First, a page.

Presbiteri Iohannis, sive, Abissinorum Imperii description.
This map of Africa was made by Abraham Ortelius (1527-1598), and its copperplate was published in Ortelius’s Theatrum orbis terrarium in Antwerp, 1603.
Often called the Prester John map, the map was not added to Ortelius’s landmark atlas till the 1573 editions. This 1603 copy, as is often the case with early Africa maps, shows that no changes were made in the interval. The many notes added by Ortelius provide insights into the prevailing myths of the time. For example, he says that the Niger River, shown flowing north from Lake Niger (Niger lacus), goes underground for sixty miles and emerges in Lake Borno (Borno lacus); that sirens and sea gods live in Lake Zaire (Zaire lacus); and that the sons of Prester John were kept captive by rulers at Mount Amara (Amara mons). Prester John’s coat of arms occupies the upper right corner. Oddly, an Egyptian dhow is pictured off the west coast. This is certainly one of the maps that Jonathan Swift had in mind when he quipped in verse:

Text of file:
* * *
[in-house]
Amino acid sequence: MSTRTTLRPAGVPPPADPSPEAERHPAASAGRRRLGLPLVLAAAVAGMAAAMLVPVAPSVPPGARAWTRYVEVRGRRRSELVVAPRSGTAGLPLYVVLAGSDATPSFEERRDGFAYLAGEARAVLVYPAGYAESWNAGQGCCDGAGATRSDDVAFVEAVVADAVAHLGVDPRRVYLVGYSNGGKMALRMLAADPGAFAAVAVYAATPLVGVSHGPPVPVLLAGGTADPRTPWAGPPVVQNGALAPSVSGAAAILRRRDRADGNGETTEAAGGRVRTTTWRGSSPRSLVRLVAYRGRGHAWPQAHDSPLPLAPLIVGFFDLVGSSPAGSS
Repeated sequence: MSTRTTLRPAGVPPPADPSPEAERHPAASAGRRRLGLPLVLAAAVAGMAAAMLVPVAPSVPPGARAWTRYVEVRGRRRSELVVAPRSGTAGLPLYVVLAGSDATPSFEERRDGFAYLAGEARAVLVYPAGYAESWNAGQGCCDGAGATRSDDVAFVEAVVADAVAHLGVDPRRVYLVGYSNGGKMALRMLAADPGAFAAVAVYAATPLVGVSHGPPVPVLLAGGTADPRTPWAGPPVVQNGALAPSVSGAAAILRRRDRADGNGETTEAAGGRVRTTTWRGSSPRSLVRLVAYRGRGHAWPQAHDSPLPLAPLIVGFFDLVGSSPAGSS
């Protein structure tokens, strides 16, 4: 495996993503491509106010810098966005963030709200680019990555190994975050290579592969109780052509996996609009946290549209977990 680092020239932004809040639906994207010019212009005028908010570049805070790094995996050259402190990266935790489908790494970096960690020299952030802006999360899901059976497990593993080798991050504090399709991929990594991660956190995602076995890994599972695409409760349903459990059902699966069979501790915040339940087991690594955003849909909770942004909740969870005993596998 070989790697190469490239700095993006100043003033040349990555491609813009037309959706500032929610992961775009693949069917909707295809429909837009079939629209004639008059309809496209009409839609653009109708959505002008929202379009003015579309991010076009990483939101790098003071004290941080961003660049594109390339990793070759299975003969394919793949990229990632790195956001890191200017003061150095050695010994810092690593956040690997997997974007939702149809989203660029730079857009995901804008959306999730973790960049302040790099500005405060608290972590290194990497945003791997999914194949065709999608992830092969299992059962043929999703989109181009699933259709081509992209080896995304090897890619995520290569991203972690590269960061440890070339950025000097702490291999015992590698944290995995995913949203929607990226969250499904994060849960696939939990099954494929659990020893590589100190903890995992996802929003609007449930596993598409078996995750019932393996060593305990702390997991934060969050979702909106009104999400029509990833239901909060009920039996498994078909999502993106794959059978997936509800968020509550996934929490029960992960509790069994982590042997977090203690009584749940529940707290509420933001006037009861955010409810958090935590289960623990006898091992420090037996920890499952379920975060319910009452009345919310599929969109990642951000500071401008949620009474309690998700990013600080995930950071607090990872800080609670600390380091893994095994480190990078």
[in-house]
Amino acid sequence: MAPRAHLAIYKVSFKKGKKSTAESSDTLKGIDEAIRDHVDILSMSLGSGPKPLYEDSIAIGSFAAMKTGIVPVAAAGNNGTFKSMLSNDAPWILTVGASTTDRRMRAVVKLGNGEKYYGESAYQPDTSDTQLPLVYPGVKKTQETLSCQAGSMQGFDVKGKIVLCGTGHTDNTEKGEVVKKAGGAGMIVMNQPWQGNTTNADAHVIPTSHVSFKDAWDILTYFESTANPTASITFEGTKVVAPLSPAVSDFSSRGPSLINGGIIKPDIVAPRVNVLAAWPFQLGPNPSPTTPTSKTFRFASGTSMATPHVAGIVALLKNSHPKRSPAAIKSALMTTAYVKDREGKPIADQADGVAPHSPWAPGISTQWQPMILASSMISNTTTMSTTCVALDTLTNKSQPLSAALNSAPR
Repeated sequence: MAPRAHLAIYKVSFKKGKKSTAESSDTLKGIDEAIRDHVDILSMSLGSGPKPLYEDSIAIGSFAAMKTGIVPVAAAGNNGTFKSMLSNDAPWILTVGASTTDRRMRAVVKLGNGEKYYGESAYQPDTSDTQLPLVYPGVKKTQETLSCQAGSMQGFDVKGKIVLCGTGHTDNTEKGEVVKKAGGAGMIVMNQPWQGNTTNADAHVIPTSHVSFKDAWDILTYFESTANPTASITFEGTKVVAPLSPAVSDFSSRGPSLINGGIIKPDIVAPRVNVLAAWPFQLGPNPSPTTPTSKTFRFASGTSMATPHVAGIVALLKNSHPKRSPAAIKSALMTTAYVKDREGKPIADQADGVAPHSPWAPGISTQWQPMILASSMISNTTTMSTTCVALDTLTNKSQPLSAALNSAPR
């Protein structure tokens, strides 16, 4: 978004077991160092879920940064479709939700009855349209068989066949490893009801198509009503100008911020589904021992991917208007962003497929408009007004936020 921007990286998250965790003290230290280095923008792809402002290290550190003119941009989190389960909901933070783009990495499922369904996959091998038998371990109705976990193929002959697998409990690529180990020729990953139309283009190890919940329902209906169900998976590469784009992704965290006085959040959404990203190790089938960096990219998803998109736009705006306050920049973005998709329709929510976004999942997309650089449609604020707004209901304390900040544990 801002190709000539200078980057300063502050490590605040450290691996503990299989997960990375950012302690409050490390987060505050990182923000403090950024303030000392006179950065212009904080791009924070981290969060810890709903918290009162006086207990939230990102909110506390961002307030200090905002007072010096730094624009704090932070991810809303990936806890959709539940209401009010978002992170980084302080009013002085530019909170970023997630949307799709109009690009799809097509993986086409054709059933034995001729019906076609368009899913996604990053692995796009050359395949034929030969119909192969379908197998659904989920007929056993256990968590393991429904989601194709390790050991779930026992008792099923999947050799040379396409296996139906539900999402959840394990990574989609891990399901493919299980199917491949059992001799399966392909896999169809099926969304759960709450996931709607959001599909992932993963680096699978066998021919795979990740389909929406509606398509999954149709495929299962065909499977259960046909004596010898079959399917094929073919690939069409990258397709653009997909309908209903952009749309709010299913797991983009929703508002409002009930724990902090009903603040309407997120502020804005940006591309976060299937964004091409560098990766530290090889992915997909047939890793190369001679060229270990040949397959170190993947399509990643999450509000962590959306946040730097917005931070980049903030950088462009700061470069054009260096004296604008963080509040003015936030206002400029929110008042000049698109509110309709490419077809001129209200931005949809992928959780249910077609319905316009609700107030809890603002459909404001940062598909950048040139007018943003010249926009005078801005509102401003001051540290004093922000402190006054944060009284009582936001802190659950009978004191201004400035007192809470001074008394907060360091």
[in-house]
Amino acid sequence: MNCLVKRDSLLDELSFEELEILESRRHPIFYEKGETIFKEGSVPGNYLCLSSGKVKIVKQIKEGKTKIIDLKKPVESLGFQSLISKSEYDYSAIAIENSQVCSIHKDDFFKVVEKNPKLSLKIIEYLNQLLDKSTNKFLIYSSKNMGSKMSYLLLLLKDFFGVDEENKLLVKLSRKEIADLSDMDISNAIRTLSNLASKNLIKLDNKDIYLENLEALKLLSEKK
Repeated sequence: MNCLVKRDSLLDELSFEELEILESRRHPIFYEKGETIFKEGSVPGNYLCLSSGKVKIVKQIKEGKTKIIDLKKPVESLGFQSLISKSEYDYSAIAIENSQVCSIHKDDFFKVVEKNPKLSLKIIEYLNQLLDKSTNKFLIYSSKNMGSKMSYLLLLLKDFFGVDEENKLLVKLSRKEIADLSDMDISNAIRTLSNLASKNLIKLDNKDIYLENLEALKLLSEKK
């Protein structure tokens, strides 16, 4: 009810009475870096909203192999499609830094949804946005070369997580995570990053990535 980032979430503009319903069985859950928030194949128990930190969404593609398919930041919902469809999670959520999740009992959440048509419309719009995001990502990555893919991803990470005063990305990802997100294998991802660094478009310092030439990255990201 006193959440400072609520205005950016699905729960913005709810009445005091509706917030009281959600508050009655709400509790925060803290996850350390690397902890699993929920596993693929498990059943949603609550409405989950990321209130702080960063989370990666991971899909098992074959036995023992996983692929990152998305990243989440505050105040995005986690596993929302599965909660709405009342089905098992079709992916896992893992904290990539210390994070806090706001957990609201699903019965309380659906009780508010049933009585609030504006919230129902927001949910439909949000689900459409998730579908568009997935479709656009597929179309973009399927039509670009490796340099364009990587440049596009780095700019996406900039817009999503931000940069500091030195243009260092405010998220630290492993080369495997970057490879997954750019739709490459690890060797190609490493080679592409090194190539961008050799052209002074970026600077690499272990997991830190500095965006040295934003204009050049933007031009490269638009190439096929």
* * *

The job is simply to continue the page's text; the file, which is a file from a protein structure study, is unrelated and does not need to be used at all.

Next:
So Geographers in Afric-maps
With Savage-Pictures fill their Gaps;
And o’er uninhabitable Downs
Place Elephants for want of Towns.
(On Poetry: A Rhapsody, 1733).